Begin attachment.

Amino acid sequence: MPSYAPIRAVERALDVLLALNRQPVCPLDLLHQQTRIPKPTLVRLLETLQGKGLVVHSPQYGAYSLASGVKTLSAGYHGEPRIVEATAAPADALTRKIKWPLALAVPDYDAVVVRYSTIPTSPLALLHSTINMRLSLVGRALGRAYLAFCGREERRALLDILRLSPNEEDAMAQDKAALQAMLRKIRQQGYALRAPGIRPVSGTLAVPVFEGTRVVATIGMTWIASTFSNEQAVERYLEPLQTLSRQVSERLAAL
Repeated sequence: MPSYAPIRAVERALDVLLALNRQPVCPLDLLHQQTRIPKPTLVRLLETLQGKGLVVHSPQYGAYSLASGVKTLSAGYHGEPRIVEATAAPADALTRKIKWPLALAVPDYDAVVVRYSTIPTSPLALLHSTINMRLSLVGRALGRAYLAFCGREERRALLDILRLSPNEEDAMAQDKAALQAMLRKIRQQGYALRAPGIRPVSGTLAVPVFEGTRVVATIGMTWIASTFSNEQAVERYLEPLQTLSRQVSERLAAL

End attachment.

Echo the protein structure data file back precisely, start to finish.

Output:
Amino acid sequence: MPSYAPIRAVERALDVLLALNRQPVCPLDLLHQQTRIPKPTLVRLLETLQGKGLVVHSPQYGAYSLASGVKTLSAGYHGEPRIVEATAAPADALTRKIKWPLALAVPDYDAVVVRYSTIPTSPLALLHSTINMRLSLVGRALGRAYLAFCGREERRALLDILRLSPNEEDAMAQDKAALQAMLRKIRQQGYALRAPGIRPVSGTLAVPVFEGTRVVATIGMTWIASTFSNEQAVERYLEPLQTLSRQVSERLAAL
Repeated sequence: MPSYAPIRAVERALDVLLALNRQPVCPLDLLHQQTRIPKPTLVRLLETLQGKGLVVHSPQYGAYSLASGVKTLSAGYHGEPRIVEATAAPADALTRKIKWPLALAVPDYDAVVVRYSTIPTSPLALLHSTINMRLSLVGRALGRAYLAFCGREERRALLDILRLSPNEEDAMAQDKAALQAMLRKIRQQGYALRAPGIRPVSGTLAVPVFEGTRVVATIGMTWIASTFSNEQAVERYLEPLQTLSRQVSERLAAL